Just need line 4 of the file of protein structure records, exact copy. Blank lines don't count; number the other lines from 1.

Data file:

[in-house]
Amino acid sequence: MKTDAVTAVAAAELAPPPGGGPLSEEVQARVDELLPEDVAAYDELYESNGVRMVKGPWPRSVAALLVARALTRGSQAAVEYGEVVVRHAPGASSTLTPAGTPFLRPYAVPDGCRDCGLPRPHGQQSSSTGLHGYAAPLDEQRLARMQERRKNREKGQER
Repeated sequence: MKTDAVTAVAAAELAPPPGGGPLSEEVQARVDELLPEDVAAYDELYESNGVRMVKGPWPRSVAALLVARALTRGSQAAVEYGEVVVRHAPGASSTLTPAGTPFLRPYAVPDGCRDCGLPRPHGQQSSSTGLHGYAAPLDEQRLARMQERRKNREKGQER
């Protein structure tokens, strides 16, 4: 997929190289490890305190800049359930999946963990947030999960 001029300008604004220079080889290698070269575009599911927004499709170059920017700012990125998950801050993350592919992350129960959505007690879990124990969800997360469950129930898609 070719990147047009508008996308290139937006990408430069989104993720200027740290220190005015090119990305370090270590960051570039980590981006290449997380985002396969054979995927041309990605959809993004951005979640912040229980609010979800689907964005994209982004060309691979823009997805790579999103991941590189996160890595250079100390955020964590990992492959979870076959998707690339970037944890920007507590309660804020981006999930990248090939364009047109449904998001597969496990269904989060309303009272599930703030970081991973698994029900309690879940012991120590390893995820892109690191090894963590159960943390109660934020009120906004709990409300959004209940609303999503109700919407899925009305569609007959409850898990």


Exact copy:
């Protein structure tokens, strides 16, 4: 997929190289490890305190800049359930999946963990947030999960 001029300008604004220079080889290698070269575009599911927004499709170059920017700012990125998950801050993350592919992350129960959505007690879990124990969800997360469950129930898609 070719990147047009508008996308290139937006990408430069989104993720200027740290220190005015090119990305370090270590960051570039980590981006290449997380985002396969054979995927041309990605959809993004951005979640912040229980609010979800689907964005994209982004060309691979823009997805790579999103991941590189996160890595250079100390955020964590990992492959979870076959998707690339970037944890920007507590309660804020981006999930990248090939364009047109449904998001597969496990269904989060309303009272599930703030970081991973698994029900309690879940012991120590390893995820892109690191090894963590159960943390109660934020009120906004709990409300959004209940609303999503109700919407899925009305569609007959409850898990």